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Solar farm

Fremont’s second solar farm has a contractor.

The Fremont City Council approved a contract with Gen Pro Energy Solutions, who installed the first solar farm, during its meeting on March 27, City Administrator Brian Newton said.

The contract is for $1,525,200, city records show. The purchase agreement stipulated that the farm must be up and online by Oct. 1, Newton added.

The price per panel was slightly higher this time around, jumping from around $180 to about $200, Newton said. That’s because the panels were larger than those used in the first farm, and also because of a recently imposed U.S. tariff on imported solar energy equipment.

The staff report recommended that the City Council authorize the contract and purchase order to GenPro because of price, “equipment specifications, contractor experience proposed project staff and approach and maintenance after installation.”

“Staff has had a favorable experience with GenPro Energy Solutions during the implementation of Solar Farm #1,” the recommendation reads. “GenPro has also proposed the use of the same equipment that was installed at the first solar farm, which will help alleviate maintenance and inventory issues in the future, and also create continuity between the systems.”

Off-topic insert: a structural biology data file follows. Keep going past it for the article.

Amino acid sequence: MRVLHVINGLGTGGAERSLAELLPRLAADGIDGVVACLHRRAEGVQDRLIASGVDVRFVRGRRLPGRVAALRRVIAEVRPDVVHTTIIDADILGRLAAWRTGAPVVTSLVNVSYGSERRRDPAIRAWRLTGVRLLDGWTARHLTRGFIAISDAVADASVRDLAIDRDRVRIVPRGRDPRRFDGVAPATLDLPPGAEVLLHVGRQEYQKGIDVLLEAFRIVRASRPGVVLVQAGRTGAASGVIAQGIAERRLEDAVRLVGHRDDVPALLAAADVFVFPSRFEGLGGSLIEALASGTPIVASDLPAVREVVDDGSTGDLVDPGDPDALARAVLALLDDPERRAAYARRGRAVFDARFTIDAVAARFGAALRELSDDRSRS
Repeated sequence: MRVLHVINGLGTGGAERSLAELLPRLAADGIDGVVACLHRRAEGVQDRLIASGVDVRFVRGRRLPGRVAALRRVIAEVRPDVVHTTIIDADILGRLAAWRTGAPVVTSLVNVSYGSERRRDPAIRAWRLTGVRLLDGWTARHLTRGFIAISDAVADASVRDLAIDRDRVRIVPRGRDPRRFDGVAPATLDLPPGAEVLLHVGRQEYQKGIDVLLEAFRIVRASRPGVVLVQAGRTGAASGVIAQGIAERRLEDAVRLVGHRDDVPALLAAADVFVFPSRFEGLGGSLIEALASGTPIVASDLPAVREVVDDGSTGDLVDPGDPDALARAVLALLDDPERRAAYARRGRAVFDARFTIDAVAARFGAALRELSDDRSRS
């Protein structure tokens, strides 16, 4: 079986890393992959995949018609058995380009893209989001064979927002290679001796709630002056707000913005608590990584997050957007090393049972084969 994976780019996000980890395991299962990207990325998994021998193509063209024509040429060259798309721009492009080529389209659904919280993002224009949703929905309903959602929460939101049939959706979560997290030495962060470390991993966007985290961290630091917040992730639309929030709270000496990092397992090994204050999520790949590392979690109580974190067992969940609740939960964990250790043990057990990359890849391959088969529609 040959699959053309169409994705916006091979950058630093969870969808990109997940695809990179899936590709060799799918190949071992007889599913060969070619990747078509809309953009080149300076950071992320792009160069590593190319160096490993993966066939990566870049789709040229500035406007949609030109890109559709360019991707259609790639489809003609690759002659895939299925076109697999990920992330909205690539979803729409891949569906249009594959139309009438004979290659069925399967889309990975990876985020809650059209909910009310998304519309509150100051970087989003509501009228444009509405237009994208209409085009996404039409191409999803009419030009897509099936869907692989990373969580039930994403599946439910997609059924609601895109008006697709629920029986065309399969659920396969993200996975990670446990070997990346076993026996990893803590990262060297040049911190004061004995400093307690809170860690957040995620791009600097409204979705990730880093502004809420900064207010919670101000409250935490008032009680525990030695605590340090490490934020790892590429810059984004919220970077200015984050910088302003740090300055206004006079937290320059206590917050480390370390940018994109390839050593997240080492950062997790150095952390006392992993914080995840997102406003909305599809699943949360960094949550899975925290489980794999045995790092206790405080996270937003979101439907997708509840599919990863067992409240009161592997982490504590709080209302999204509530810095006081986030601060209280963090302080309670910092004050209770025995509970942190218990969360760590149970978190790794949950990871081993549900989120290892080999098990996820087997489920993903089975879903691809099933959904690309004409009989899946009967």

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Additionally, the city has received a $300,000 grant for 1500 panels as part of the farm, Newton told the Tribune. The city is working with the state to apply the energy generated from those panels to low-to-moderate income Fremont residents who qualify for Low Income Home Energy Assistance Program, Newton said. That would help residents who are low-to-moderate income utilize renewable energy.

“Normally renewable energy programs are only for those that can afford it because they cost a little bit more,” Newton said. “That’s what I found when we did Phase I, there really was nobody that was low-to-moderate income.”

The second solar farm was initiated after the first farm sold out in seven weeks. There are 150 people on a waiting list for the second farm, and around 300 who have expressed interest in solar energy in general, Newton said.


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